In recent years “Brand Personality” became a buzz word in the marketing world. Find out what it means and why it is important for your business.
It all began in the late 1970s. At that time the main advertising agencies realized that the abundance of similar products in the market no longer allowed to differentiate a brand only for its performances. The merely physical characteristics of a brand were no longer enough, it was necessary to consider other attributes as well.
The intangible elements that compose a brand – such as an image, the reputation, and the personality – become more and more essential for its success.
Generally speaking, marketing researchers define brand personality as “the set of human characteristics associated with a brand”.
The perceptions of these characteristics can be influenced by any direct or indirect contact that the consumer has with the brand.
The direct way comprehends:
- the company’s employees
- the company CEO;
- the brand ambassadors
Usually, the personality traits that characterize the people associated with the brand are transferred directly to the brand itself. For this reason, is crucial to choose employees that are compatible with the communicative style of your brand.
The indirect way comprehends:
- the category
- the name
- The symbol or logo
- The advertising style
- The price
- The distribution channels
Numerous studies have shown that consumers tend to prefer brands which have similar personality traits as themselves; so, it’s important for you to deeply understand your target’s social and psychological characteristics.
In the end, building a brand with a clear personality allows it to be differentiated from its competitors and to build a long-term relationship with the customers, who – in today’s market – are pretty unfaithful to brands.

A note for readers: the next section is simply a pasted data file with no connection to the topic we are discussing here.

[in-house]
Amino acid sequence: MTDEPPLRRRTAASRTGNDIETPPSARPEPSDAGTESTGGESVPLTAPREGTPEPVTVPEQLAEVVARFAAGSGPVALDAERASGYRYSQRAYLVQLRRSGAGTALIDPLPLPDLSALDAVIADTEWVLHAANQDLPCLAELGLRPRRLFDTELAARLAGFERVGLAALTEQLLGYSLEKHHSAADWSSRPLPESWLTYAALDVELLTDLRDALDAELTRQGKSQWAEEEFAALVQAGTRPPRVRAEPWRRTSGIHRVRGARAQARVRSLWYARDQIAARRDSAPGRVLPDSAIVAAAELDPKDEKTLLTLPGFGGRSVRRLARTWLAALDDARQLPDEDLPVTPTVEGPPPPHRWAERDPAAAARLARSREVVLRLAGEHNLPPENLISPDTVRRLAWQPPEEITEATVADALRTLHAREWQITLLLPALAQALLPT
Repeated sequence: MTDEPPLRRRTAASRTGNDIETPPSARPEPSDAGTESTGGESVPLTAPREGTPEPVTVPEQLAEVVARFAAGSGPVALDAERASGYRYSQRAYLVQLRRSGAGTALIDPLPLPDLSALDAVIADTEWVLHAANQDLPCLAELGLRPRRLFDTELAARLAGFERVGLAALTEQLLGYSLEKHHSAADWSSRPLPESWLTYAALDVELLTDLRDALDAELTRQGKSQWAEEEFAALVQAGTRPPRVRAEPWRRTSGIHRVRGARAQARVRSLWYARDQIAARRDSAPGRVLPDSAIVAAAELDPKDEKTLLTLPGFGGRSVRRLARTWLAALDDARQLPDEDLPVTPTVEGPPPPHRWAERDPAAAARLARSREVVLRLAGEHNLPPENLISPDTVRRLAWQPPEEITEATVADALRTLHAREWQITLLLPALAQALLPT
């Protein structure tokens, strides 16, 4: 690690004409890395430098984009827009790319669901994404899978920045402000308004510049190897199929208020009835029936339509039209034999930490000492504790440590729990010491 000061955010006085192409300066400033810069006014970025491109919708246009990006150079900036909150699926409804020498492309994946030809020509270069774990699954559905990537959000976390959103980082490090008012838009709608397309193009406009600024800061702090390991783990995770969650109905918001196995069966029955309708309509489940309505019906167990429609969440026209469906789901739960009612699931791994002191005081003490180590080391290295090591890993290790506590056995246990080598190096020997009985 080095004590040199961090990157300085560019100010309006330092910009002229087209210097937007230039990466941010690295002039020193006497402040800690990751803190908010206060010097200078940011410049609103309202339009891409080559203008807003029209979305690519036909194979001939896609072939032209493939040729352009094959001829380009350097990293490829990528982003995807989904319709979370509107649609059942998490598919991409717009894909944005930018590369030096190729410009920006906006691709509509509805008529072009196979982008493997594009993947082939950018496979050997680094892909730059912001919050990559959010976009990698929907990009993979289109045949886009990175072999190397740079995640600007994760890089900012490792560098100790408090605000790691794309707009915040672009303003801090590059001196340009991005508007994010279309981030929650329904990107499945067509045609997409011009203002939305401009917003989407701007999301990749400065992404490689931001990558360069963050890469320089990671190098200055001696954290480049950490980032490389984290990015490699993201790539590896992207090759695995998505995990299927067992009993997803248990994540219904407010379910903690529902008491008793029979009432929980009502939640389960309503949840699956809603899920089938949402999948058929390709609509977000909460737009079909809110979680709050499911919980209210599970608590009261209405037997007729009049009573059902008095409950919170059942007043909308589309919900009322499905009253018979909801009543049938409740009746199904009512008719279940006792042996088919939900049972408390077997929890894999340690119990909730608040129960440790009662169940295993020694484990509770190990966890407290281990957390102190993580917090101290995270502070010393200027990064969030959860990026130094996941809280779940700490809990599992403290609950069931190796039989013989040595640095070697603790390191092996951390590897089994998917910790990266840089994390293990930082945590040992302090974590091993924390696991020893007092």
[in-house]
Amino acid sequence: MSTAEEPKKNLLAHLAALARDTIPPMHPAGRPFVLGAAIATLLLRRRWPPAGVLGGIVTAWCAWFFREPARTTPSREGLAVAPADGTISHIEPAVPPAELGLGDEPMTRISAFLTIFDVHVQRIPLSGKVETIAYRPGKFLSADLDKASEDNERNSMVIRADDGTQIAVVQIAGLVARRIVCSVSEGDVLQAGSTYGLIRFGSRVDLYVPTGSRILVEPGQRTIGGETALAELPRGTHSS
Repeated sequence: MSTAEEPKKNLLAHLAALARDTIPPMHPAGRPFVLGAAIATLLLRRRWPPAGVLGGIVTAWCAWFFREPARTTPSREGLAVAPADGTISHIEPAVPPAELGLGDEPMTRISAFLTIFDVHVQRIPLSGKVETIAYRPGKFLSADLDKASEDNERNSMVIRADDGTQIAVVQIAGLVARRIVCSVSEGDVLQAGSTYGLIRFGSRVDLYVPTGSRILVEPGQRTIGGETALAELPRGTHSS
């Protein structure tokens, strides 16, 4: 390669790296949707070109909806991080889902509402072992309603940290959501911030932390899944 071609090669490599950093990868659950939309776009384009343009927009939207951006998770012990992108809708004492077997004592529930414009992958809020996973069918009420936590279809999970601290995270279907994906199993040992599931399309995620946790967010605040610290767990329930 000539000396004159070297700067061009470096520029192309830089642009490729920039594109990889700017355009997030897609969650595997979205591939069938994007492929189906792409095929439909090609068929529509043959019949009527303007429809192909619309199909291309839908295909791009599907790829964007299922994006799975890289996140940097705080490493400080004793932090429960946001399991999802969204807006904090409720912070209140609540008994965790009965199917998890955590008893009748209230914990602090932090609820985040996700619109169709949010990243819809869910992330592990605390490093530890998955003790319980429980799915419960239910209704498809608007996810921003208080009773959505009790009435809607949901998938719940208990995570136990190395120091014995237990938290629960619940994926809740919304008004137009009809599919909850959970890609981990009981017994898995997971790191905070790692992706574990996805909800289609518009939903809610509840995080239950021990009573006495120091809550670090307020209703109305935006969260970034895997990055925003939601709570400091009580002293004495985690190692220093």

Carl G. Jung, a famous psychologist, analyzed the stories and dreams of many cultures from around the world and identified some recurring themes and myths. He calls them “Archetypes” and describes them as 12 characters with particular traits. Each of us can easily recognize these Archetypes because they are part of our traditions and social imaginary.
The 12 Archetypes described by Jung can be easily applied to famous brands:
The Innocent (Nintendo, World Wide Fund for Nature):
This character is disinterested, idealistic and without malice. This Archetype symbolizes virtue, joy, optimism, and purity.
The Sage (Harvard, The Wall Street Journal):
The wise elder who uses knowledge and experience to offer guidance to others.
The explorer (SpaceX, GoPro):
Independent by nature, this figure challenges the rules for the infinite desire for adventure and new experiences. The explorer symbolizes discovery.
The Outlaw (Diesel, Harley Davidson):
The outsider who breaks the rules. This figure fights bravely against injustices.
The magician (Disney, Absolut):
The one who mysteriously transforms the world and delights others with creative gifts. This figure symbolizes transformation.
The Hero (Tesla, Nike):
The brave and devoted to action, who fight for what is right. This archetype leads others to innovation and changes the world.
The Lover (Chanel, Ferrari):
This figure is deeply emotional. The Lover lives life in fullness and symbolizes passion, beauty, and luxury.
The Jester (Red Bull, M&M’s):
The irreverent who rebels against authority ridicules power and laughs at everything. This figure is secretly smart, witty and intelligent.
The Everyman (Ikea, P&G):
The friend who simply wants to be in touch and empathize with others. This figure is honest, loyal and extremely useful.
The Caregiver (Volvo, Dove):
The organized, disciplined guardian who protects the things, the people and the planet. The Ruler (Rolex, IBM):
The leader who has responsibility and authority. This archetype dictates the rules that others will follow. The goal is to create prosperity and harmony.
The Artist (Apple, Lego):
The creator who wants to build new things, use imagination and create something that will last over time.
Find out more:
Jennifer L. Aaker, Dimensions of brand personality. Journal of Marketing Research, August 1997, 34(3), pg. 347.
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